On Wednesday, Milwaukee became the site of the latest mass shooting. Anthony Ferrill, a 51 year old electrician and long time employee at the Molson Coors brewery chose to bring two handguns - one equipped with a silencer - to his job site. He shot and killed five coworkers before turning one of the handguns on himself, committing suicide.
Authorities have not given an official motive, but it is known that Ferrill was a gun nut and was often seen going around the neighborhood carrying a gun. We also know that Ferrill had an ongoing dispute with one of the victims and felt that he was being discriminated against due to being African American. It also appeared that he had a dysfunctional thought process:
About a year ago, the co-worker said, Ferrill started saying he believed brewery workers were coming into his home, bugging his computer and moving chairs around.
"I was: 'Are you serious, Anthony? What?' We all kind of joked about it, saying we should maybe get him an aluminum hat. Things just started getting weird. But he was dead serious about it," the co-worker said.
The usual suspects on the right have started their normal litany of excuses including that Ferrill was evil, that it wasn't the right time to discuss guns, etc.
However, those are mere excuses to distract from the fact that Republicans have been willfully refusing to take any action to pass even the most common sense gun laws. Mitch McConnell has been sitting on such a bill for over a year now.
Likewise, Wisconsin Republicans, under the thrall of the NRA, have been even worse. They have systematically dismantled almost all the gun laws in the state. Not coincidentally, Wednesday's shooting was the eleventh mass shooting in the state since 2004.
But there's more. There's always more.
Wisconsin Governor Tony Evers had called the legislation to a special session to pass two common sense gun laws - one to stop the loophole in background checks and a red flag law. In a poll, more than 80% of Wisconsinites supported these two bills.
Not only did the Republicans refuse to have an honest debate about these laws, but State Senate Majority Leader, Scott Fitzgerald, went beyond the pale to avoid any such debate, much less pass these two laws:
But it wasn’t until 8 p.m., after most of the activists had gone home, that Senate Majority Leader Scott Fitzgerald, R-Juneau, called the session to order with no other lawmakers in the room. He adjourned the session a few seconds later, avoiding debate or a vote on the gun control measures Democratic lawmakers had been advocating for throughout the day.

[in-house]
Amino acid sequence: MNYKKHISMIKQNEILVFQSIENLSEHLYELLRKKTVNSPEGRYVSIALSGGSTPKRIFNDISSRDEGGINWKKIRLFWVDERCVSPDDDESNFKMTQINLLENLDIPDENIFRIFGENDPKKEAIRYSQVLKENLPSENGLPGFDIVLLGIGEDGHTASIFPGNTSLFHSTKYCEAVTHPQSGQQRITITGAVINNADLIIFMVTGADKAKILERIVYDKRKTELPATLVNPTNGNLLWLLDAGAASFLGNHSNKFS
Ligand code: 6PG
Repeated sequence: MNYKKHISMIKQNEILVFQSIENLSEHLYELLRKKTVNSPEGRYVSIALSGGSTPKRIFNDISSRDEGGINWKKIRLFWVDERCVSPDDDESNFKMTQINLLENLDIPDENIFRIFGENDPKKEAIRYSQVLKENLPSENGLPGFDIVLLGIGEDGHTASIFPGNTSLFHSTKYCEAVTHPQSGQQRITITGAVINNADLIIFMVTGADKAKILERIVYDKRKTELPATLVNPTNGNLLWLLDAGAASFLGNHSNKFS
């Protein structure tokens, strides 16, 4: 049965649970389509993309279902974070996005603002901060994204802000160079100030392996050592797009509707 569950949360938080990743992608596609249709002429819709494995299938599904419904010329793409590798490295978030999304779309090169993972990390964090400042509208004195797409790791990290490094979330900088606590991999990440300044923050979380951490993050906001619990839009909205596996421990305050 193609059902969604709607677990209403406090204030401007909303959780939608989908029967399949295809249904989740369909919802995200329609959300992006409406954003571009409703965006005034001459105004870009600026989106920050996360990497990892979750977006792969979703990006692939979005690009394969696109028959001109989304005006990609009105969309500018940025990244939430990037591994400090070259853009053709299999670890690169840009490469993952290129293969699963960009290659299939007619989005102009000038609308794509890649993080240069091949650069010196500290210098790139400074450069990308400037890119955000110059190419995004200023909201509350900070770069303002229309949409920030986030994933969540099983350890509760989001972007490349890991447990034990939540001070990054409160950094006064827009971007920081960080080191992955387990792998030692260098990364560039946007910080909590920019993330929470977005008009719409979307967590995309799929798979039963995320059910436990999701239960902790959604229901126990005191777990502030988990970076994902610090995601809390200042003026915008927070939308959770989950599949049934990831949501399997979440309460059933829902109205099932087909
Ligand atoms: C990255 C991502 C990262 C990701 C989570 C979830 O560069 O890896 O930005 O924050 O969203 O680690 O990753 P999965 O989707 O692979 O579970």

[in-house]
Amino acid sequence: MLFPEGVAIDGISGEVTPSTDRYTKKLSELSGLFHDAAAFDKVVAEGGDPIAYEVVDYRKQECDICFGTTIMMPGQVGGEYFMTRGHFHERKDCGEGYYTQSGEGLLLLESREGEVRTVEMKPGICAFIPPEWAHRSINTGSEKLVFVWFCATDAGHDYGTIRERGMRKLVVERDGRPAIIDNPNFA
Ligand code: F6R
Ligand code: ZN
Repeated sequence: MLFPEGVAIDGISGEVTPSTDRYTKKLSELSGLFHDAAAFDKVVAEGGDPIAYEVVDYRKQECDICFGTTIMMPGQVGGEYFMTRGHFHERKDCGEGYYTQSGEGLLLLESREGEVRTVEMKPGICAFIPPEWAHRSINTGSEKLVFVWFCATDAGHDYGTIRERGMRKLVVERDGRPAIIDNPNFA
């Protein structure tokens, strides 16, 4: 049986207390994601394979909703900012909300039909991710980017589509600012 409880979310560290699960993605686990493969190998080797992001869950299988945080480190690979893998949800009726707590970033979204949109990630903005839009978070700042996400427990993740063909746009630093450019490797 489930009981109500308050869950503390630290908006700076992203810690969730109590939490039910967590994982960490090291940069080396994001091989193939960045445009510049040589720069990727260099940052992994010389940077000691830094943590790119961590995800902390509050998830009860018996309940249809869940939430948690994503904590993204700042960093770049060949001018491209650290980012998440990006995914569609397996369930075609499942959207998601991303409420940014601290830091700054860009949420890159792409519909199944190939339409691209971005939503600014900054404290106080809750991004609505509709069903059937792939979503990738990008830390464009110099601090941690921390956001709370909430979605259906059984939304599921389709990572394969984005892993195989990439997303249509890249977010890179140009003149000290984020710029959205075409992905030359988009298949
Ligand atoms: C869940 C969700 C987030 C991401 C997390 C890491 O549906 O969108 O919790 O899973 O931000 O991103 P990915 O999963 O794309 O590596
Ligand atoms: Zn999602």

“I think if there are bills that would make sense to Republican legislators, that we would call ourselves into regular session or extraordinary session to take those up,” Fitzgerald said. “I think the governor knows the bills that he’s offered are not going to pass the Legislature … As they’ve been presented by the governor, there’s no momentum for them.”
You can almost see the NRA's hand sticking up his backside.
On Wednesday morning, Evers again implored the state legislature to review and reconsider the bills. About an hour before the shooting occurred, Fitzgerald again absolutely refused to even entertain the idea:
Senate Majority Leader Scott Fitzgerald, R-Juneau, early Wednesday afternoon made clear that the state's gun laws would not change under a Republican-controlled Legislature despite a call for a review from Democratic Gov. Tony Evers.
"We’re going to have that discussion about the Second Amendment forever," Fitzgerald told reporters in Franklin, about an hour before the shooting at the Molson Coors brewery. "A lot of the provisions that are in place already, people are satisfied with."
His comments came just after Evers again called on lawmakers to take up legislation aimed at keeping guns away from people who are dangerous, underscoring the deep divide between Evers, Democrats and Republicans on the issue of gun restrictions.
It should be noted that while most politicians on both sides of the aisle only offered the perfunctory thoughts and prayers, one politician showed that he truly gets it and has the courage to say it as it is. Shortly after the shooting, State Representative Jonathan Brostoff issued a statement that read in part:
“But in times like this, thoughts and prayers are not - and never have been - enough. In the past 16 years, Wisconsin communities have suffered ten mass shootings, and countless other fatal and near-fatal incidents involving firearms. Time and again, public opinion polling shows that Wisconsinites are in favor of common sense gun reform legislation. We have committed community groups like Moms Demand Action and the Wisconsin Anti-Violence Effort who have organized their communities and continue to keep these issues at the forefront. We have a governor who specifically called a special session of the Legislature this session in order to address gun violence. And yet, time and again, bought-and-paid-for Republican politicians in this state do everything they possibly can to block simple and popular reform measures from making their way through the political process, all while more and more Wisconsinites die as a direct result of their antipathy and inaction. So today, I have one question for any politician who continues to block these life-saving reforms: how many NRA dollars are Wisconsin lives worth?”
It should also be noted that Fitzgerald is running for Congress, to replace the retiring James Sensenbrenner, which goes a long way to explain why he is so ready to bend over backwards for those NRA